A whodunit with a southern accent and a Jungian subtext.
When sweet young Georgia teens Tess and Rory and their orange VW are squashed by an oncoming train at the Pine City crossing, their grieving aunt Lucinda asks her dearest friend, folklorist/amateur sleuth Fever Devlin (The Witch’s Grave, 2004, etc.), to find out why they sat buckled up in the car and never moved. There were several eyewitnesses to the tragedy. Sheriff Skidmore Needle and his assistant Melissa were there, for reasons the whole town’s gossiping about, along with Orvid Newcomb, an albino dwarf who just might be the county drug lord. Moreover, the teens had movie dates just before the crash. Did Nickel Mathews and Tony Riddick hang around with their packets of ecstasy? Egged into a co-investigation with Orvid, who’s determined to avenge the girls’ deaths for the sake of his love, their former nanny, Fever wonders why the keys to the car were never recovered. Before sweet Tess and Rory can be laid to rest, Fever will have to rethink his friendship with Skid; deal with Orvid and another scourge by confronting his Jungian shadow self; and admit his love for Lucinda.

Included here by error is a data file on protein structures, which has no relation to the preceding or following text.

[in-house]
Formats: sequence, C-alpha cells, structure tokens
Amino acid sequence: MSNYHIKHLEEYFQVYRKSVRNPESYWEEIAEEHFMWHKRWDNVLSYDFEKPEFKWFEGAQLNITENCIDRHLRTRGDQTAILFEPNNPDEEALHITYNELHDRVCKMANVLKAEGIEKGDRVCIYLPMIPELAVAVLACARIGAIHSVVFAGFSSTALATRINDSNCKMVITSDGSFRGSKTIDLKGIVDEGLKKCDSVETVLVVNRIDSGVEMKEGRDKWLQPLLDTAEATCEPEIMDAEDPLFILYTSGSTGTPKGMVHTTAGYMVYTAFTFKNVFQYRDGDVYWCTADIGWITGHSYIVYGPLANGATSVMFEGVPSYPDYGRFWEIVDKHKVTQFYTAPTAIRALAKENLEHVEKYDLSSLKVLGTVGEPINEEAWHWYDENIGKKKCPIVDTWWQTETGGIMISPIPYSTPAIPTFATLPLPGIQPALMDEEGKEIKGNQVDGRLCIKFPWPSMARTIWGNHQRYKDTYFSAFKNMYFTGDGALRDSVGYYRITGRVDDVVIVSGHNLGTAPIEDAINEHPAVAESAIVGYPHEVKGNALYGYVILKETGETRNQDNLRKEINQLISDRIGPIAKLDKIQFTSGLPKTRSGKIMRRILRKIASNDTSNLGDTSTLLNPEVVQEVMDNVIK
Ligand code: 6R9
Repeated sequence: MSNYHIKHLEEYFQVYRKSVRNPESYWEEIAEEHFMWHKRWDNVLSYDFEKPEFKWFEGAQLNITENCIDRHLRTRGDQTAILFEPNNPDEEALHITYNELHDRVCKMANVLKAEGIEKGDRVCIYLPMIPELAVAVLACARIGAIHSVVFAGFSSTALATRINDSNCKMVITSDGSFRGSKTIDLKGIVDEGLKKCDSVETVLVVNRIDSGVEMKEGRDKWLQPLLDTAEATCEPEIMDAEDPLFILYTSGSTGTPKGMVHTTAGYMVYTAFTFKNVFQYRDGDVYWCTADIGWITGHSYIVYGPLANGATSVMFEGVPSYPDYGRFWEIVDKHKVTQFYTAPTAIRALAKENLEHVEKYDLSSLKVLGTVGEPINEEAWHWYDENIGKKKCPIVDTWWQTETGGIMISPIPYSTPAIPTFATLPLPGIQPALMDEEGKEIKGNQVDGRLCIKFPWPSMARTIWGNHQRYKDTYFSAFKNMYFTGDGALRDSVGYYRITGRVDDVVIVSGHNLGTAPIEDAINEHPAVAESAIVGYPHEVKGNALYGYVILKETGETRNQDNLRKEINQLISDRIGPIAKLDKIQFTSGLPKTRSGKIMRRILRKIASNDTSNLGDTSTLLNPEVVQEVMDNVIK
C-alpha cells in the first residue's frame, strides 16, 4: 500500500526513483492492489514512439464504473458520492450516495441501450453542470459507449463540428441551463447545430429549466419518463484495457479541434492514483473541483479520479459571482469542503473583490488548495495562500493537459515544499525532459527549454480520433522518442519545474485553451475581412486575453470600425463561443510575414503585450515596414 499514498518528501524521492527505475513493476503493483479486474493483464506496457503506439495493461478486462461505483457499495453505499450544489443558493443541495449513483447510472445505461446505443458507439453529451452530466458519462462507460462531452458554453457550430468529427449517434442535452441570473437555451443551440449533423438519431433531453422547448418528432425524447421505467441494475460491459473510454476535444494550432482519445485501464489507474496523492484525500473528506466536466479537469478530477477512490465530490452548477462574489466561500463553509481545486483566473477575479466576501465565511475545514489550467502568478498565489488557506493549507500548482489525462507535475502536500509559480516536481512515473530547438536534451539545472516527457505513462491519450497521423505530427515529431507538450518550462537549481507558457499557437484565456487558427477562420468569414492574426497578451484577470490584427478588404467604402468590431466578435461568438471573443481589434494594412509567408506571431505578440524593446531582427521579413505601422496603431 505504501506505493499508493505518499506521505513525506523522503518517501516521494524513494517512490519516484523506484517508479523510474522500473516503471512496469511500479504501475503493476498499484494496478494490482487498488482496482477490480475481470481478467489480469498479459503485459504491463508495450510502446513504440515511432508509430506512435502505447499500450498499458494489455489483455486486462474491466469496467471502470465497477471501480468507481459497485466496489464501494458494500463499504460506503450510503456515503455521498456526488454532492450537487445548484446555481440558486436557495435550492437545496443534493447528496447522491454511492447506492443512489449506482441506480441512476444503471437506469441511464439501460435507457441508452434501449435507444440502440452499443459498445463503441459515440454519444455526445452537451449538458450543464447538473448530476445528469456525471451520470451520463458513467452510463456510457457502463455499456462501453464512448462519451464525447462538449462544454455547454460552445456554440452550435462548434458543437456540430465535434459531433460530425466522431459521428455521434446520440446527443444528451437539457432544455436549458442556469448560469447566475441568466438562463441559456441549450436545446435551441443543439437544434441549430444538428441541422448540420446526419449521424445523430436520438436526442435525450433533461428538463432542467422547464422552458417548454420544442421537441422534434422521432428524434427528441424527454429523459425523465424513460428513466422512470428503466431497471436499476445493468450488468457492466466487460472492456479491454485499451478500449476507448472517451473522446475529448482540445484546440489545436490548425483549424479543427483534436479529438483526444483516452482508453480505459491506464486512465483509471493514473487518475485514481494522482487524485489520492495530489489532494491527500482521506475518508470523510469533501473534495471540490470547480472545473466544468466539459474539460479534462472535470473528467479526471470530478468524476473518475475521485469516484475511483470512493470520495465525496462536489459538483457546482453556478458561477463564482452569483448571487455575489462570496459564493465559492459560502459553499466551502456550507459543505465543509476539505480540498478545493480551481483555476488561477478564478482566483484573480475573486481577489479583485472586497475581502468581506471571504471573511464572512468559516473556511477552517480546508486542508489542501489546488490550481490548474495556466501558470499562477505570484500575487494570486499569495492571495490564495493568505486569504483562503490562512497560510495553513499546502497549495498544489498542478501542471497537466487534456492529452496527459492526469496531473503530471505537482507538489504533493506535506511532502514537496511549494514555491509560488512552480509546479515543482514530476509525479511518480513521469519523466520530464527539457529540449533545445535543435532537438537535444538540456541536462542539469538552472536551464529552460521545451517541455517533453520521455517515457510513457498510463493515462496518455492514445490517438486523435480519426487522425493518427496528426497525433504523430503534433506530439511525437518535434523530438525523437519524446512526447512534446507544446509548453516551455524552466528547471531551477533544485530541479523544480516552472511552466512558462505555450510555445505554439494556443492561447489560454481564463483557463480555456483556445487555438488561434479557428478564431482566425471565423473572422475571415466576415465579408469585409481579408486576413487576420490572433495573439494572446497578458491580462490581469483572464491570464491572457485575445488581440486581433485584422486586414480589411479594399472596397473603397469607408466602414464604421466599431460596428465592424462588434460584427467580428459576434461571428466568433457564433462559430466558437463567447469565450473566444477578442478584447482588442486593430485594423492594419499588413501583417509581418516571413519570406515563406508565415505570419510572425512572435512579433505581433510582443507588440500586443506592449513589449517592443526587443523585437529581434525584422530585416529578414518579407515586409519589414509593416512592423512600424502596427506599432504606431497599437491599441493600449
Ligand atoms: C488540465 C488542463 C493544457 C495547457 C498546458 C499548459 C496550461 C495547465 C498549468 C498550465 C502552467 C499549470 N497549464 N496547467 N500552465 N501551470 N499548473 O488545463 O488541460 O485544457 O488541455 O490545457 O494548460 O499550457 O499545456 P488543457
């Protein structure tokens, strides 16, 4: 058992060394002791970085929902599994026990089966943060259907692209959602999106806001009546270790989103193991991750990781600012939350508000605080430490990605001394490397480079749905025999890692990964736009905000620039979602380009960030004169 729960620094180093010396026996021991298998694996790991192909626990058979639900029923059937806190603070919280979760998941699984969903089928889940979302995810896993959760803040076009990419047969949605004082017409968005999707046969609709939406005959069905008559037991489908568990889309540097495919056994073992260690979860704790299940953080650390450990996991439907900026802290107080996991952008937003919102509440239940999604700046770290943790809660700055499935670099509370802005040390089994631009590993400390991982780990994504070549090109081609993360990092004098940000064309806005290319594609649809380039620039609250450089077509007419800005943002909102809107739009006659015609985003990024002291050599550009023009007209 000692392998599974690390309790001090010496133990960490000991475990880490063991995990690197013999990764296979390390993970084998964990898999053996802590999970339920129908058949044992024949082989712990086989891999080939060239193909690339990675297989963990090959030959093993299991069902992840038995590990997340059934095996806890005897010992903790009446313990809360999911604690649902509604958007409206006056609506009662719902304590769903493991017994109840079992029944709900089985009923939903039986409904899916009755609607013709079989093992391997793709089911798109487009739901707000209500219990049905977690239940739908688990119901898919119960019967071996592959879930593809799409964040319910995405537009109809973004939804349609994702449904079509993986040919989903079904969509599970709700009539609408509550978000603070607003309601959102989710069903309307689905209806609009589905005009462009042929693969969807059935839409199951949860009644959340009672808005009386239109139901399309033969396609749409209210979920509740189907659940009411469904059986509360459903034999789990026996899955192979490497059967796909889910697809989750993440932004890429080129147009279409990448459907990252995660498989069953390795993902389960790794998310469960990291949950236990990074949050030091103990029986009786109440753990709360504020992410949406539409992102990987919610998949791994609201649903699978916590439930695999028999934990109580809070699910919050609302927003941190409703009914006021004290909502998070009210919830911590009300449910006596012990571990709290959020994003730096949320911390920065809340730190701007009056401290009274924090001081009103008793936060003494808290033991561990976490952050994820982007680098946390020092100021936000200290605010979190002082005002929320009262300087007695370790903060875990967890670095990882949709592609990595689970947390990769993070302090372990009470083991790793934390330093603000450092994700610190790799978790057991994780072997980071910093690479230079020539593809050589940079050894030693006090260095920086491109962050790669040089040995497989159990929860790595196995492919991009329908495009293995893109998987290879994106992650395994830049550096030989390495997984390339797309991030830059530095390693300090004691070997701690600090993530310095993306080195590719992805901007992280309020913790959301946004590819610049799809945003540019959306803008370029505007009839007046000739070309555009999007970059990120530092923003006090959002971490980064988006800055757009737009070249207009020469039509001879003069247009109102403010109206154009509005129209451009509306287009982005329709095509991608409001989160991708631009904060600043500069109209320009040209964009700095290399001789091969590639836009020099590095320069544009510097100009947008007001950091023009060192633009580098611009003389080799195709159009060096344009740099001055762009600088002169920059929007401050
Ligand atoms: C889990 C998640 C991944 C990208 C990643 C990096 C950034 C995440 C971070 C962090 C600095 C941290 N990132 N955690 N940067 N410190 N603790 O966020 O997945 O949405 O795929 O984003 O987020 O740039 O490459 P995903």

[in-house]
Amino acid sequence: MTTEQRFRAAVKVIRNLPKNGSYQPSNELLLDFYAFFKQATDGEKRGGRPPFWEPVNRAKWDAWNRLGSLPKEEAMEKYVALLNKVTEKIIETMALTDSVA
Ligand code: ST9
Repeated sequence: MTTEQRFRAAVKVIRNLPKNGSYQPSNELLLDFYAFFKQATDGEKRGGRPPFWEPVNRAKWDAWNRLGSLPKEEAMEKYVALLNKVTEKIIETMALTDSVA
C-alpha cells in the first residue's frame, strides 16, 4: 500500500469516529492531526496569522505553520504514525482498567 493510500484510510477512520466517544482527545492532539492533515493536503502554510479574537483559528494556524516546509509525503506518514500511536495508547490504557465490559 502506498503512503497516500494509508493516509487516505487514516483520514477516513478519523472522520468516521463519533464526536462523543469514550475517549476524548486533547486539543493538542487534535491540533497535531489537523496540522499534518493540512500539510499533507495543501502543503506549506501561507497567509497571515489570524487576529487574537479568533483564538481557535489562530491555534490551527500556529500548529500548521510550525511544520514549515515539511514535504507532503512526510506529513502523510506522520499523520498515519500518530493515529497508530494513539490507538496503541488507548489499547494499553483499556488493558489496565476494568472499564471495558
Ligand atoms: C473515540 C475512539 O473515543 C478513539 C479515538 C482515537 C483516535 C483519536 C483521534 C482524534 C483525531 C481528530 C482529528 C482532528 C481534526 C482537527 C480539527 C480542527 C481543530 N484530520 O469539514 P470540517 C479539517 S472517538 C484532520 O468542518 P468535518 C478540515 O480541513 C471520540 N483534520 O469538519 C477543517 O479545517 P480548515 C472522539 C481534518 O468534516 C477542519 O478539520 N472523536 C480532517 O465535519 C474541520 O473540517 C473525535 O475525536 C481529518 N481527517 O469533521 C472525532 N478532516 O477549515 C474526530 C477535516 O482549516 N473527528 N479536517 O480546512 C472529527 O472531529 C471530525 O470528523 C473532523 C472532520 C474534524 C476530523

By far DePoy’s best, with top-notch plotting, full-blown characters (even that albino dwarf) and a bit of Shakespeare thrown in.